So that’s just how it has to be. It’s just that we have to go, “You know what? I know people are stressing me out. I know there’s this pressure. I know I’m human, but I’m going to make the very best of this that I possibly can and I’m going to contribute right to the end of the year.” And when you do that, you become someone. Aristotle, the Greek philosopher, was always huge on this. It was, how do you become courageous? He said, “Well, you do courageous things.” I mean, for Aristotle, you became what you did. So if you stay diligent to the end of the work year, you become a diligent person, if you stay positive when everybody else around you is complaining and you say positive things and you choose positive actions and you become a positive person. So this isn’t new, this is two and a half thousand years of wisdom. This is what the ancient Greeks understood, that in the character world, we become what we do. We become not what we say or what we post on Instagram, we actually become what we do frequently.
So that’s the first piece on this, is you’ve just got to make a firm decision that I’m just going to be this kind of person, I’m going to get it done, I’m going to stay positive, and I’m going to enjoy the break when the break comes. That’s the first part. No easy there, no shortcuts, it’s just the reality of it. Now, the second thing is, as this stress builds up in the intensity and complexity at the end of the year, I also want to really suggest that you should double down on aspects of self care. Any more stressful time in life, anytime in life when there’s just more stress and more stuff happening, then that’s the time you actually have to just be more committed to doing things that you actually enjoy. I often have this conversation with people. I say, “What do you do for joy? What do you do for fun? What do you do for self care?”
And so many people have no answer, and I have about five or six answers to that for myself. So, as you come into this back end of the year, then you’ve got to go and do something that gives you some form of restoration. It could be massage, it could be going for a bike ride, it could be going for a walk. And I know what you’re thinking right now. You’re going, “Jonathan, it’s Christmas. It’s busier than ever. How do I find an hour to do this?” And you’re all seeing from guys like Tony Robbins is, “If you didn’t have an hour, you don’t have a life.” If you don’t have one hour to go and do something, then something is much bigger wrong. You’ve just got to go, “You know what? I’m going to do my best right through to the end of the year. To do that, I need to do the things that actually give me a little bit of life.”
So maybe you’ve got to get up an hour earlier. Maybe you’ve got to make time to go and hang out with some friends. Maybe you’ve got to go for a meal, see a movie, really great book, go for a walk in a rainforest, whatever. But these are, for me, the two things that’ll get you through to the end of the year in style. Number one, work on the character ethic, work on the character ethos, work on the firm decision that I’m not going to be conditioned by my environment. And the second one is to so double down, triple down, into self care. Now I got this wrong last year. I actually worked really hard up to the end of Christmas, not just in the business and all the stuff that I do but also in the entire getting the house ready and the family and all that stuff, and I got really sick sort of the days around Christmas. Got this crazy throat infection because I hadn’t backed off, I hadn’t rested, I hadn’t done anything to kind of just get myself to the right place.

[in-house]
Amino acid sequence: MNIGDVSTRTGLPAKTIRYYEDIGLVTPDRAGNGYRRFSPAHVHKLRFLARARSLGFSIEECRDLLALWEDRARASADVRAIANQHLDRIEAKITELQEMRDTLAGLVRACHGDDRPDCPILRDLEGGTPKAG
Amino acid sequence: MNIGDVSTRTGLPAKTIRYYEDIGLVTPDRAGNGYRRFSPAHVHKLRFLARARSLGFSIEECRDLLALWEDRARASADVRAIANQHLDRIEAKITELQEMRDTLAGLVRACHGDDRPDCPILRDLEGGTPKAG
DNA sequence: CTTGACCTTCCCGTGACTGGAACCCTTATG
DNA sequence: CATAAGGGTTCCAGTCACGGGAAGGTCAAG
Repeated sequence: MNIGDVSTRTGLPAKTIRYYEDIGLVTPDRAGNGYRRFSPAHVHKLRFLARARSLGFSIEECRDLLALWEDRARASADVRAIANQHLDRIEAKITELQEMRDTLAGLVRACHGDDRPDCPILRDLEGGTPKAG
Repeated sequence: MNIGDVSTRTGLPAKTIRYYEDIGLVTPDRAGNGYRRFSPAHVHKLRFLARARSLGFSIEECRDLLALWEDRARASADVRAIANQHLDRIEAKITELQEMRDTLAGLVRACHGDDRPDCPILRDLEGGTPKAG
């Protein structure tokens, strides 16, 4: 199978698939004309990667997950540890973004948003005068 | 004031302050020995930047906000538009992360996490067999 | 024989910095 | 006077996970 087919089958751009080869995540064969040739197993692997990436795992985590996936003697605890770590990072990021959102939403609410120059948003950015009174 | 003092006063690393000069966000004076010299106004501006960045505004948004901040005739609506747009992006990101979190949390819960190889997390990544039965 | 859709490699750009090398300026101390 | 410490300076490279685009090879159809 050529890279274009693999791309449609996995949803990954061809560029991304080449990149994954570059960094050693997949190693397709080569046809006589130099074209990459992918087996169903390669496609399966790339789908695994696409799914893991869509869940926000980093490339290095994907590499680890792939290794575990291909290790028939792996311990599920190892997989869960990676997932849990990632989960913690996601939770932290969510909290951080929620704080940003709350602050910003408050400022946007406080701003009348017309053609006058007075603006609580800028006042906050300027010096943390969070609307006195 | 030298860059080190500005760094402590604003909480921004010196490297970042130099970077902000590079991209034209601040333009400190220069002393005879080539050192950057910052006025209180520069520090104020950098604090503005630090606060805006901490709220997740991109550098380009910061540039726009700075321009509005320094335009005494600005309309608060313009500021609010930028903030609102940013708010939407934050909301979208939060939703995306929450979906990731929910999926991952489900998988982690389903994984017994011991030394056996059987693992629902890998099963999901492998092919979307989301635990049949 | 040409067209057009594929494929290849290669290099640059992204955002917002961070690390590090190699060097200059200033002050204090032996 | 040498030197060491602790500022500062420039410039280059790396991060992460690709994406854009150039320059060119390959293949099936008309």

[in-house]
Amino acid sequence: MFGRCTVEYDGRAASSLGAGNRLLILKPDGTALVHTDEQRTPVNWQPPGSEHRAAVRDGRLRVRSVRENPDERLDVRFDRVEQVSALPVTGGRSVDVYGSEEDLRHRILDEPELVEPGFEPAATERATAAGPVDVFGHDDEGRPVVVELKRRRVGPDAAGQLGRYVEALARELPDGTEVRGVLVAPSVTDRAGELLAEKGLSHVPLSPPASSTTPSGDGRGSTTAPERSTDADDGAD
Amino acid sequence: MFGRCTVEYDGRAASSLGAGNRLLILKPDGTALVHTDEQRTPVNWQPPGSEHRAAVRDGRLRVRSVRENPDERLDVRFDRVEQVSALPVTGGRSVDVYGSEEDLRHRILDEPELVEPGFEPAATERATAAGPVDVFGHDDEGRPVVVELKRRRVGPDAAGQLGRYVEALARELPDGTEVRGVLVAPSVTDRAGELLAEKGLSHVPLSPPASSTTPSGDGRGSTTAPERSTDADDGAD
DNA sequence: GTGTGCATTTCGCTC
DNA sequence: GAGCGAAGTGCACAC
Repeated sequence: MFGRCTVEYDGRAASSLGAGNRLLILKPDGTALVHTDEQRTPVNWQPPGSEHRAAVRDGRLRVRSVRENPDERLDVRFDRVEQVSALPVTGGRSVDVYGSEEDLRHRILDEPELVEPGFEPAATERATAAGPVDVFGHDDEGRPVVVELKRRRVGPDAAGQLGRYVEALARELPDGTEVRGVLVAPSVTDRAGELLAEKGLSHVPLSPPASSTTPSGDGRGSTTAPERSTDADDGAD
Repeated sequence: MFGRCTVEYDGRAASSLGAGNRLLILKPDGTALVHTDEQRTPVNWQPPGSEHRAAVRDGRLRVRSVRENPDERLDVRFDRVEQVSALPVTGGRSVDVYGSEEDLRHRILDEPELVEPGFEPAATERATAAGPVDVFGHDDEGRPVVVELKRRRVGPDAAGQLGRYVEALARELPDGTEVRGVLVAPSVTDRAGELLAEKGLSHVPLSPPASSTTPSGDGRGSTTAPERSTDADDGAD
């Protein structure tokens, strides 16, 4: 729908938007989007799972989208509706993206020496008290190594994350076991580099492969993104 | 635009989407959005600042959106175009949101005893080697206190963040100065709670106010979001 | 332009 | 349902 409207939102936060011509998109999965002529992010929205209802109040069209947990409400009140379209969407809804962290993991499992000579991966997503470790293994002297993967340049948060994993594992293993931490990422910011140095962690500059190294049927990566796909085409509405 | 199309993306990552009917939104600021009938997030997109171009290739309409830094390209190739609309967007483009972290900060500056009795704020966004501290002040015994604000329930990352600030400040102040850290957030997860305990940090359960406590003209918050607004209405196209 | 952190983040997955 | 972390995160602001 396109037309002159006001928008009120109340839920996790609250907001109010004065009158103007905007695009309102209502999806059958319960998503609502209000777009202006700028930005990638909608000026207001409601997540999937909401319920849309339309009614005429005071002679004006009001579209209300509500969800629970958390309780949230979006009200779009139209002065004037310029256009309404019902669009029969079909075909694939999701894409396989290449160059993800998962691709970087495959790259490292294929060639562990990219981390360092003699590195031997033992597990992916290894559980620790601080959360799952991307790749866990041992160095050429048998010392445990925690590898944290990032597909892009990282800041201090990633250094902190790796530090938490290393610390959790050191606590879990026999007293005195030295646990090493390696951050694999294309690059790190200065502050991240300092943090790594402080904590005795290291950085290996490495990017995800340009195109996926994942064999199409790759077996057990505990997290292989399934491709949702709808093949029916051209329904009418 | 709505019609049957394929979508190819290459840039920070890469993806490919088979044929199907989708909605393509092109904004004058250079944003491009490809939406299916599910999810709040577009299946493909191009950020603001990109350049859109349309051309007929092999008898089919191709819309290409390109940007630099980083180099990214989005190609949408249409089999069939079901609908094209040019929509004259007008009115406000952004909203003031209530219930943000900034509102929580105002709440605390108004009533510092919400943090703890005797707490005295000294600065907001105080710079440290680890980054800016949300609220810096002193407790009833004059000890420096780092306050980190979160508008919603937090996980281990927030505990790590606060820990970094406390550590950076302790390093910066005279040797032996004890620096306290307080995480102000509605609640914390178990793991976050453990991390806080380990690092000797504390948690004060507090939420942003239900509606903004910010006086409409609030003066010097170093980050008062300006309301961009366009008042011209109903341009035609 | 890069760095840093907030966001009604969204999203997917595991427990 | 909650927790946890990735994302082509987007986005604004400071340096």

So, friends, self care, character ethos. The last thing I want to give you on this character, I think, is another quote, I said I’d give you two for Marcus Aurelius, is this one. He said, “You have power over your mind, not outside events. Realize this and you will find strength.” One more time. “You have power over your mind, not outside events. Realize this and you will find strength.” I got this wrong for many years. I just sort of thought that my thoughts were just real and they were accurate and I realize now that we’re actually in control of what we think. As hard as that is for many of us to hear, we’ve got to start to control that internal dialogue. All right, friends. That’s it. You know where to find me. Instagram,jonathandoyle47, Facebook at The Daily Podcast with Jonathan Doyle. The website, jonathandoyle.co .
Make sure you’ve subscribed. Make sure you’re sharing this with people. I hope it’s a blessing to you. It’s a bit longer than usual, but there was a fair bit of stuff we needed to cover there today. God bless you, friends. My name’s Jonathan Doyle. This has been The Daily Podcast and I’m going to have another message for you tomorrow.